Mainstream bioethics is often really just leftwing politics, masking as a field of objective expertise that seeks to influence society far beyond medical ethics and health care public policy. As an example, the other day I pointed out that leaders of the movement recently presumed to make the global-warming controversy a bioethics issue — which it isn’t.
Bioethicists are fond of taking positions about hot-potato controversies of the day, which is why we shouldn’t be surprised that 800 practitioners signed a letter sent to lawyers for illegal and asylum-seeking immigrants that castigates the government’s treatment of children being cared for in border-detention facilities. This issue is more relevant to biomedical ethics than global warming, to be sure. But the signatories base their self-described “expert” opinions on not necessarily reliable leftwing advocates’ hearsay reports and news stories, you know, the kinds of things AOC says. From the June 25 letter:
According to numerous reports from on-site visits and interviews, children and others under the care of the U.S. government are being held in unsanitary conditions, without access to clean water or adequate nutrition, kept in frigid temperatures without the basic environmental conditions to allow them to sleep, and denied access to even the simplest emergency medical care. There have been outbreaks of influenza and lice; in the absence of basic sanitation, other public health threats will surely follow.
As ethicists, we can say with absolute certainty that this is not a hard case. We should not have to convince the U.S. government of its obvious ethical obligations to protect vulnerable children in its custody or of its obvious failure to satisfy those obligations to date. And yet, it appears that argument is needed.
If one need not be an expert to understand the problem, who needs your opinion?
That point aside, expert opinion usually requires actual, preferably direct, knowledge of the matter opined about. These signers don’t know that the charges they make are true. Indeed, leaders of the Border Patrol have repeatedly and adamantly denied many of these allegations — as they have begged for more resources to care for people swamping the facilities in what is clearly a chaotic situation.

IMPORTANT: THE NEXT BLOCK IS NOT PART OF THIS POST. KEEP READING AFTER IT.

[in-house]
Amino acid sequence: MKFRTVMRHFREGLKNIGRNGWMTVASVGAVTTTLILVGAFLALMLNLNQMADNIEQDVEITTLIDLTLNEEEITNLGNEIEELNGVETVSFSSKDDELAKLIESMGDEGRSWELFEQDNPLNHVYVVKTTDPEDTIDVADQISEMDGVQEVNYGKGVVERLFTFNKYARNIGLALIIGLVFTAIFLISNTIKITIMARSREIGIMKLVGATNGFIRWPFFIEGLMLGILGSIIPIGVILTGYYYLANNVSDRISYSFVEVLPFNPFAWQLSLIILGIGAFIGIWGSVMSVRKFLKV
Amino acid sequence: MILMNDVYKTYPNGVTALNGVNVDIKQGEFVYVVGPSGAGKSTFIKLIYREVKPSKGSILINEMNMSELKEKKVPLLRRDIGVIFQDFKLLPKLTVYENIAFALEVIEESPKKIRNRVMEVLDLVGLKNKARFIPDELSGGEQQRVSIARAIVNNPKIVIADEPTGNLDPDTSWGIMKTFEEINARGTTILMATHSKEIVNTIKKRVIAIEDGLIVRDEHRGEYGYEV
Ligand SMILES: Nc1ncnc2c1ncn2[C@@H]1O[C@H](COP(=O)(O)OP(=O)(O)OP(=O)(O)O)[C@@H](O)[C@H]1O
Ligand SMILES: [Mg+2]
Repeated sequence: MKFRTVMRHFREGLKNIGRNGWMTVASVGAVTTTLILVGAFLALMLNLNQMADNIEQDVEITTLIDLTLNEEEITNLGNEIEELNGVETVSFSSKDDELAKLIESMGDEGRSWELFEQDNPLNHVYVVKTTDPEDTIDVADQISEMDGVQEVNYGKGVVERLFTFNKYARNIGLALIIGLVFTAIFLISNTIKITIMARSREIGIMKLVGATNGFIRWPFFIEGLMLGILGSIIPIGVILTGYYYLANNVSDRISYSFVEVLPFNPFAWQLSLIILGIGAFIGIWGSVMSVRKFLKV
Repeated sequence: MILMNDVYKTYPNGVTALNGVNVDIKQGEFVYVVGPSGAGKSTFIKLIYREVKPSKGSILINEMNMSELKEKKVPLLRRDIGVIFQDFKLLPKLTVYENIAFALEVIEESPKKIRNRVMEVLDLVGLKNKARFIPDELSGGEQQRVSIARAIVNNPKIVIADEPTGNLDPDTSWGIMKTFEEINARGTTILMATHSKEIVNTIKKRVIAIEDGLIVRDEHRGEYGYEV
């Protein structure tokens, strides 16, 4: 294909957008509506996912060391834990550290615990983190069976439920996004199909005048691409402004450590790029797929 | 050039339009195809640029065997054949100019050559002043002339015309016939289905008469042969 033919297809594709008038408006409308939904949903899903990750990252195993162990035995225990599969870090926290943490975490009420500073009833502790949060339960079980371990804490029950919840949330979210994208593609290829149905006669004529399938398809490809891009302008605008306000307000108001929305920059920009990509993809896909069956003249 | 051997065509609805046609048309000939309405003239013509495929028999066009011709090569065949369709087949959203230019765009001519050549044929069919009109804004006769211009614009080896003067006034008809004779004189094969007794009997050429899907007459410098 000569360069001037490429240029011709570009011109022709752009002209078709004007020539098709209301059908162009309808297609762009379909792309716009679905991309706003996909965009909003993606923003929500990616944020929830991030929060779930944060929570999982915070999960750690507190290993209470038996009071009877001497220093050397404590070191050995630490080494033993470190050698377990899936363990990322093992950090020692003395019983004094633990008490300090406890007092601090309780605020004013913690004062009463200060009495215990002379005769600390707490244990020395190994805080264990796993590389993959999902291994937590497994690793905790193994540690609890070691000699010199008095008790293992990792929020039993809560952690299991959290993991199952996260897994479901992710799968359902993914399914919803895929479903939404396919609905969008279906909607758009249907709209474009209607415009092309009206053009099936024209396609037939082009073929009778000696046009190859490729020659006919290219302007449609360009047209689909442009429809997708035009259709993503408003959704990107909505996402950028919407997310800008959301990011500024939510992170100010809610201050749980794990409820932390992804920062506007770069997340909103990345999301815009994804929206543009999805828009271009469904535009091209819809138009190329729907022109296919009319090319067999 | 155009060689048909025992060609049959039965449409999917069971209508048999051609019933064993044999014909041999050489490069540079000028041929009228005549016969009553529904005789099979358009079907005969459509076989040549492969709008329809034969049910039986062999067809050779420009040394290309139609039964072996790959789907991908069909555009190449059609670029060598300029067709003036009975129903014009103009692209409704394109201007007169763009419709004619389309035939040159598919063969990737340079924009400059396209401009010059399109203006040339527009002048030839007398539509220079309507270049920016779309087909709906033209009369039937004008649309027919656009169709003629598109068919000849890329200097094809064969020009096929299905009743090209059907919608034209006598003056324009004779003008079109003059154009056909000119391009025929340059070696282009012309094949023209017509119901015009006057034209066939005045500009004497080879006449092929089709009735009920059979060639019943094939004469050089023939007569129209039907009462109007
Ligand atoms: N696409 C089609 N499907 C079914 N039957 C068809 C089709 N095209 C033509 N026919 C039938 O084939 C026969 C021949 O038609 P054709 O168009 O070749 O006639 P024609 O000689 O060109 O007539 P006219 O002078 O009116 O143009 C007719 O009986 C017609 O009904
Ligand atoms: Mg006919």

No one would disagree with this point:
No matter where they came from, these are children, the most vulnerable members of any society. As a matter of common decency, they deserve care, protection, and acknowledgment of their humanity. As a matter of medical ethics, they deserve to be housed in conditions that will preserve their health and the health of others, and they deserve appropriate medical care when needed.
But it’s not that simple. Our detention facilities were not designed to handle tens of thousands of children and families (or those pretending to be families). You can only accomplish what your resources allow.
And note that these experts utter not one word about how we got into this mess in the first place. They do not criticize those who created and continue to enable the legal and social environments that caused the current crisis. The bioethicists have nothing to say about shameful political gamesmanship among the Democrats in the House of Representatives who cruelly delayed desperately needed billions earmarked to improve our capacity to care for these children, which, at the very least, is relevant to the current emergency.
There is not a single syllable spent castigating open-border activists who conspire to obliterate immigration norms and convince the destitute to make the sometimes deadly trek north. There is nothing about the ethical obligation to change the Flores decision that creates such a legal conundrum for the administration with regard to housing families with children. In fact, the letter explicitly supports it! Nor do they issue any call to increase the number of immigration judges dramatically so asylum cases can be adjudicated quickly and control restored.
There is no mention of the fact that children are often rented out to non-relatives so they can obtain immigration processing to which they would not otherwise be entitled. Nor, do these experts refer to the scourge of sex and other human trafficking that our broken immigration policies and enforcement mechanisms enable.
There is no question that border detention facilities are in desperate shape. There is much blame to go around — from a president whose language use gives credence to charges of racism that make the allegations of abuse in detention more credible, to a bipartisan political establishment with scant interest in controlling the borders, to politicians whose policy positions attract people to come here illegally, to those who want to destroy national sovereignty and are taking advantage of the current debacle.
But the bioethicists aren’t trying to remedy any of that. Rather, they have engaged in a cynical, virtue-projecting gambit intended primarily for its political effect. Their letter should be judged in that context.